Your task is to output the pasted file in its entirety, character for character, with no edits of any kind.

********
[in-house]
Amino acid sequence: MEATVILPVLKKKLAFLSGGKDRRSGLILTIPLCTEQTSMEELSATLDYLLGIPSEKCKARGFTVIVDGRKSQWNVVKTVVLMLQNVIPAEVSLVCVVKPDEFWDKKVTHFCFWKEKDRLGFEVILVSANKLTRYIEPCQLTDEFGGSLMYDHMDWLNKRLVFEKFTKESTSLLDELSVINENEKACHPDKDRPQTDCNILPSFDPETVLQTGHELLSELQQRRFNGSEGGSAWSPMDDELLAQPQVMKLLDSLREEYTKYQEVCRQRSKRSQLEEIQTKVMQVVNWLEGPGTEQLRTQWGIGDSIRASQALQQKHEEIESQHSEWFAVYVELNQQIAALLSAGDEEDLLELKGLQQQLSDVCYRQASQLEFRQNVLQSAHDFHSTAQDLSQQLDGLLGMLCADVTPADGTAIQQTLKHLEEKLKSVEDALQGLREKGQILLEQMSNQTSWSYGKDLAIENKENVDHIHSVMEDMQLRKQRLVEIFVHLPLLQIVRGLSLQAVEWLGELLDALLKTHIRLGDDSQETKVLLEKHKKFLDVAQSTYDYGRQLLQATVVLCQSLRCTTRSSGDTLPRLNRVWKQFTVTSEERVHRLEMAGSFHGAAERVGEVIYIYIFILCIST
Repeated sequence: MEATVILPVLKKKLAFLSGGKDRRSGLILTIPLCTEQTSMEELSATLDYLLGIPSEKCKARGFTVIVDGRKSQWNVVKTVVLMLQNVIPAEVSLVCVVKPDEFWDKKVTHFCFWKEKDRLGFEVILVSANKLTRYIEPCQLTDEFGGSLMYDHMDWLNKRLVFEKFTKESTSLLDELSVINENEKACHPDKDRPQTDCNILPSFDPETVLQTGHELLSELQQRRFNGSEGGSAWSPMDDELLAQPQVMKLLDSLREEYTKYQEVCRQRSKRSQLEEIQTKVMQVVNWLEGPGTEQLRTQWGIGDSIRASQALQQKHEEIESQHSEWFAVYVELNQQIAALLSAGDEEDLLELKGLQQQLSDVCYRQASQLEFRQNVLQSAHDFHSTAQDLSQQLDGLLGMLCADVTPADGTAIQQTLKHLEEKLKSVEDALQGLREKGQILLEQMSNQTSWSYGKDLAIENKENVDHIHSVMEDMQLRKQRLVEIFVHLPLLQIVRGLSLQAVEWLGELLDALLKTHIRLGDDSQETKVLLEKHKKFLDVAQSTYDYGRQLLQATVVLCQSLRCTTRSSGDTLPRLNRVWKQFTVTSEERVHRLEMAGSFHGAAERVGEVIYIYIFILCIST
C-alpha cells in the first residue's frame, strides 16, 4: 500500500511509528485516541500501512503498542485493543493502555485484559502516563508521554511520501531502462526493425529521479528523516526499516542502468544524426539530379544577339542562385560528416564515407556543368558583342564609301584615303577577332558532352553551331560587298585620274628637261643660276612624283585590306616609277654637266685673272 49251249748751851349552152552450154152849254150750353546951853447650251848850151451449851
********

[in-house]
Amino acid sequence: MEATVILPVLKKKLAFLSGGKDRRSGLILTIPLCTEQTSMEELSATLDYLLGIPSEKCKARGFTVIVDGRKSQWNVVKTVVLMLQNVIPAEVSLVCVVKPDEFWDKKVTHFCFWKEKDRLGFEVILVSANKLTRYIEPCQLTDEFGGSLMYDHMDWLNKRLVFEKFTKESTSLLDELSVINENEKACHPDKDRPQTDCNILPSFDPETVLQTGHELLSELQQRRFNGSEGGSAWSPMDDELLAQPQVMKLLDSLREEYTKYQEVCRQRSKRSQLEEIQTKVMQVVNWLEGPGTEQLRTQWGIGDSIRASQALQQKHEEIESQHSEWFAVYVELNQQIAALLSAGDEEDLLELKGLQQQLSDVCYRQASQLEFRQNVLQSAHDFHSTAQDLSQQLDGLLGMLCADVTPADGTAIQQTLKHLEEKLKSVEDALQGLREKGQILLEQMSNQTSWSYGKDLAIENKENVDHIHSVMEDMQLRKQRLVEIFVHLPLLQIVRGLSLQAVEWLGELLDALLKTHIRLGDDSQETKVLLEKHKKFLDVAQSTYDYGRQLLQATVVLCQSLRCTTRSSGDTLPRLNRVWKQFTVTSEERVHRLEMAGSFHGAAERVGEVIYIYIFILCIST
Repeated sequence: MEATVILPVLKKKLAFLSGGKDRRSGLILTIPLCTEQTSMEELSATLDYLLGIPSEKCKARGFTVIVDGRKSQWNVVKTVVLMLQNVIPAEVSLVCVVKPDEFWDKKVTHFCFWKEKDRLGFEVILVSANKLTRYIEPCQLTDEFGGSLMYDHMDWLNKRLVFEKFTKESTSLLDELSVINENEKACHPDKDRPQTDCNILPSFDPETVLQTGHELLSELQQRRFNGSEGGSAWSPMDDELLAQPQVMKLLDSLREEYTKYQEVCRQRSKRSQLEEIQTKVMQVVNWLEGPGTEQLRTQWGIGDSIRASQALQQKHEEIESQHSEWFAVYVELNQQIAALLSAGDEEDLLELKGLQQQLSDVCYRQASQLEFRQNVLQSAHDFHSTAQDLSQQLDGLLGMLCADVTPADGTAIQQTLKHLEEKLKSVEDALQGLREKGQILLEQMSNQTSWSYGKDLAIENKENVDHIHSVMEDMQLRKQRLVEIFVHLPLLQIVRGLSLQAVEWLGELLDALLKTHIRLGDDSQETKVLLEKHKKFLDVAQSTYDYGRQLLQATVVLCQSLRCTTRSSGDTLPRLNRVWKQFTVTSEERVHRLEMAGSFHGAAERVGEVIYIYIFILCIST
C-alpha cells in the first residue's frame, strides 16, 4: 500500500511509528485516541500501512503498542485493543493502555485484559502516563508521554511520501531502462526493425529521479528523516526499516542502468544524426539530379544577339542562385560528416564515407556543368558583342564609301584615303577577332558532352553551331560587298585620274628637261643660276612624283585590306616609277654637266685673272 49251249748751851349552152552450154152849254150750353546951853447650251848850151451449851